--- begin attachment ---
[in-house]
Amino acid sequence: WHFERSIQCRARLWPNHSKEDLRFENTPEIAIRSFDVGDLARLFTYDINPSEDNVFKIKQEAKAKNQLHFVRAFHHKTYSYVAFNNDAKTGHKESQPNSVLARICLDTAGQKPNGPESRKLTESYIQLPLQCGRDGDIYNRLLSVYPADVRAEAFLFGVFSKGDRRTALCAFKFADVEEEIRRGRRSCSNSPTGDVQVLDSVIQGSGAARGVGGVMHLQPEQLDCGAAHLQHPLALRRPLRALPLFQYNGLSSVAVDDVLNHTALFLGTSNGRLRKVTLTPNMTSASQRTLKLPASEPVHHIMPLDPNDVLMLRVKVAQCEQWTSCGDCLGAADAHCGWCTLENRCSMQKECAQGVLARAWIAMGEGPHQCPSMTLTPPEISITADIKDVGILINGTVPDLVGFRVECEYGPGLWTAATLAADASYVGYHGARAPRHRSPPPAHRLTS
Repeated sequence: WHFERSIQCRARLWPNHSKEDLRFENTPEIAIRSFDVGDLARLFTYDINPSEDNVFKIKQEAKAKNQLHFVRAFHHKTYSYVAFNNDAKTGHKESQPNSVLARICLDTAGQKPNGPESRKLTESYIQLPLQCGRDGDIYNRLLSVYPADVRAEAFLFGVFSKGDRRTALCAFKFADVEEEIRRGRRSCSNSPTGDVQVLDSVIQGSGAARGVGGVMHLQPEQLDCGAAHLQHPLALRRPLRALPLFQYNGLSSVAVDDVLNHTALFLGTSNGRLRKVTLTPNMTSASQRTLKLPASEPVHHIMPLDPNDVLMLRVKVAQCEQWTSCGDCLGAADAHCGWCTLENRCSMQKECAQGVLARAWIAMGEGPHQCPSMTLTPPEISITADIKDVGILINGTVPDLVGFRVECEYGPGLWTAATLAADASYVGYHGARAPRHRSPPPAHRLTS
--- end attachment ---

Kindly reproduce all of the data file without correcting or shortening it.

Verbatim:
[in-house]
Amino acid sequence: WHFERSIQCRARLWPNHSKEDLRFENTPEIAIRSFDVGDLARLFTYDINPSEDNVFKIKQEAKAKNQLHFVRAFHHKTYSYVAFNNDAKTGHKESQPNSVLARICLDTAGQKPNGPESRKLTESYIQLPLQCGRDGDIYNRLLSVYPADVRAEAFLFGVFSKGDRRTALCAFKFADVEEEIRRGRRSCSNSPTGDVQVLDSVIQGSGAARGVGGVMHLQPEQLDCGAAHLQHPLALRRPLRALPLFQYNGLSSVAVDDVLNHTALFLGTSNGRLRKVTLTPNMTSASQRTLKLPASEPVHHIMPLDPNDVLMLRVKVAQCEQWTSCGDCLGAADAHCGWCTLENRCSMQKECAQGVLARAWIAMGEGPHQCPSMTLTPPEISITADIKDVGILINGTVPDLVGFRVECEYGPGLWTAATLAADASYVGYHGARAPRHRSPPPAHRLTS
Repeated sequence: WHFERSIQCRARLWPNHSKEDLRFENTPEIAIRSFDVGDLARLFTYDINPSEDNVFKIKQEAKAKNQLHFVRAFHHKTYSYVAFNNDAKTGHKESQPNSVLARICLDTAGQKPNGPESRKLTESYIQLPLQCGRDGDIYNRLLSVYPADVRAEAFLFGVFSKGDRRTALCAFKFADVEEEIRRGRRSCSNSPTGDVQVLDSVIQGSGAARGVGGVMHLQPEQLDCGAAHLQHPLALRRPLRALPLFQYNGLSSVAVDDVLNHTALFLGTSNGRLRKVTLTPNMTSASQRTLKLPASEPVHHIMPLDPNDVLMLRVKVAQCEQWTSCGDCLGAADAHCGWCTLENRCSMQKECAQGVLARAWIAMGEGPHQCPSMTLTPPEISITADIKDVGILINGTVPDLVGFRVECEYGPGLWTAATLAADASYVGYHGARAPRHRSPPPAHRLTS